LONDON Royal Dutch Shell (RDSa.L) has given itself more time to decide the next move in its battle to buy Cove Energy COVE.L, extending the acceptance deadline on its $1.8 billion bid as it vies with Thailand's PTT Exploration and Production PTTE.BK for an entry into East Africa's big new offshore gas play.
Shell said on Thursday it was extending the deadline for Cove shareholders to accept its 220 pence per share cash offer by another two weeks until June 27 after receiving valid acceptances for just 4.8 percent of the shares by the time of the last offer period closing at 0800 EDT on Wednesday.
Analysts still believe that Shell will increase its bid to trump PTT's 240 pence per share offer worth $1.9 billion.
Shares in Cove, which have already been trading well above PTT's offer were up 0.2 percent at 264.5 pence by 0500 EDT, valuing the business at just under 1.3 billion pounds ($2 billion).
"I think Shell will come back," Investec analyst Stuart Joyner said. "They could possibly pay up to 300 pence per share, possibly more, given the recent discovery."
Cove's partner in Mozambique, U.S. firm Anadarko Petroleum Corp (APC.N), earlier this week announced a further major offshore gas find there.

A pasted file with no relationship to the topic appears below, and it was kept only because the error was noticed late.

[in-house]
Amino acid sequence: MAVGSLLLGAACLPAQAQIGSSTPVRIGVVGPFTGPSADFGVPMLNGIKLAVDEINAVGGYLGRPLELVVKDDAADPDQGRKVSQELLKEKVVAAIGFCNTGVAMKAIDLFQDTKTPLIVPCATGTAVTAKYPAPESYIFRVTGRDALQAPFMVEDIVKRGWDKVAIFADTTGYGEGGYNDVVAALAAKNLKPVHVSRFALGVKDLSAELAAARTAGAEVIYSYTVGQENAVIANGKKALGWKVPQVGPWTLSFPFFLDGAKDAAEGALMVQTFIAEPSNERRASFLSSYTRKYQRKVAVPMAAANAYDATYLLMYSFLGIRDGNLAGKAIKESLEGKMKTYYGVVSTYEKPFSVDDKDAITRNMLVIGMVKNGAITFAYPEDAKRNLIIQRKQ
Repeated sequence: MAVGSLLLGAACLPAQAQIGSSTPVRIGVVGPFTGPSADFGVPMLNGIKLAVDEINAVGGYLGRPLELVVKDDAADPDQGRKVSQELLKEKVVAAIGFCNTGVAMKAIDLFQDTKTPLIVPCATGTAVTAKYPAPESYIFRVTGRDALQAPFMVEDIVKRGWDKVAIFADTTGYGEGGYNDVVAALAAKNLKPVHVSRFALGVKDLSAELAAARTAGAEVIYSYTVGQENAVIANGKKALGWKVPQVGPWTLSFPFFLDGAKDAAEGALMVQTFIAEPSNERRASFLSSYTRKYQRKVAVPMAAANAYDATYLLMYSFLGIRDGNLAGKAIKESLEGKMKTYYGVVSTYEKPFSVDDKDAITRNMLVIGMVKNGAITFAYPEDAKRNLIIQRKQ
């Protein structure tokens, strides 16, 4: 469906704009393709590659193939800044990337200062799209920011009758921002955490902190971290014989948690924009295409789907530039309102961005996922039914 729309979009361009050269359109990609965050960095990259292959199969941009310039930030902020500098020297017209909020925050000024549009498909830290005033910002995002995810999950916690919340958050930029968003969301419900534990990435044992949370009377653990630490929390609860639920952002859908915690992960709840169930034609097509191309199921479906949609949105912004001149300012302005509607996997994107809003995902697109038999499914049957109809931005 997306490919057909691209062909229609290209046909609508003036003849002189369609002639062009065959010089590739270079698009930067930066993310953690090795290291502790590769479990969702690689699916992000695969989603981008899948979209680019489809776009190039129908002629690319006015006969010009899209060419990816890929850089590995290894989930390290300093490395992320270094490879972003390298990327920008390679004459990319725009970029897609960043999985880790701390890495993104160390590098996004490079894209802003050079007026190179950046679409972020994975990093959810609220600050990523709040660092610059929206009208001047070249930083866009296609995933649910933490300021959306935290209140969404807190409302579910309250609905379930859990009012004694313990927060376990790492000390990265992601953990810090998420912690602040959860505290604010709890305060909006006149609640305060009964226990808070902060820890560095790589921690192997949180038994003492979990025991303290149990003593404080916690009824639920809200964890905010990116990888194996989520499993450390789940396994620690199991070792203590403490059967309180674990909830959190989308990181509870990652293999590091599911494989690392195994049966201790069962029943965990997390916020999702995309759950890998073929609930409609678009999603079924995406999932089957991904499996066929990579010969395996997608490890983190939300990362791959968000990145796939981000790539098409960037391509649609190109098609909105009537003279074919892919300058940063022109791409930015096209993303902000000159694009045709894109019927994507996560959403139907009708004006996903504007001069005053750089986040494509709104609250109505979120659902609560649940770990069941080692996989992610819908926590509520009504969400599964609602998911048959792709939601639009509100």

Analysts at Mirabaud Securities said Shell's move to extend the offer deadline reinforced suspicions that the company was working on an improved offer.
A 300 pence per share offer would value Cove at just under 1.5 billion pounds, according to Thomson Reuters data.
"If Shell comes back with a higher offer, that would probably finalize it," Joyner said. "I don't see PTT coming back a third time ... I would imagine a 300 pence per share offer would probably finalize this."
Meanwhile the head of Africa-focused French oil producer Maurel et Prom (MAUP.PA) on Thursday dismissed speculation that Shell (RDSa.L) had also approached it about a possible takeover.
LUCRATIVE EAST AFRICA
East Africa is set to become one of the world's largest gas exporters supplying energy-hungry Asia, after a string of major discoveries across Mozambique and Tanzania, which has attracted the interest of major oil firms.
Cove's main asset is an 8.5 percent stake in the finds made by Anadarko off the coast of Mozambique, where plans are afoot to build large plants to ship the gas abroad as liquefied natural gas.
Analysts said an announcement on Thursday by Statoil (STL.OL) and ExxonMobil (XOM.N) about the discovery of another large gas deposit off the coast of Tanzania only added to the attractions of the area for Shell.
"Shell are very keen to get into the East African gas story," Investec's Joyner said. "Shell is effectively locked out of the key areas of movement (in East Africa)."
Joyner said Shell had to make an acquisition to enter East Africa, but added that other companies with positions there, including Statoil, Exxon, Anadarko and Italian oil group Eni (ENI.MI), were unlikely to sell.
"That's really why they are going for Cove so aggressively."
The bidding war for Cove started after Shell's initial $1.6 billion offer in February was trumped by PTT's offer of $1.8 billion.
The oil major then raised its offer to match PTT's bid, but this attempt too was thwarted by PTT, which countered with a $1.9 billion, 240 pence per share bid in May.
(Editing by Elaine Hardcastle and Greg Mahlich)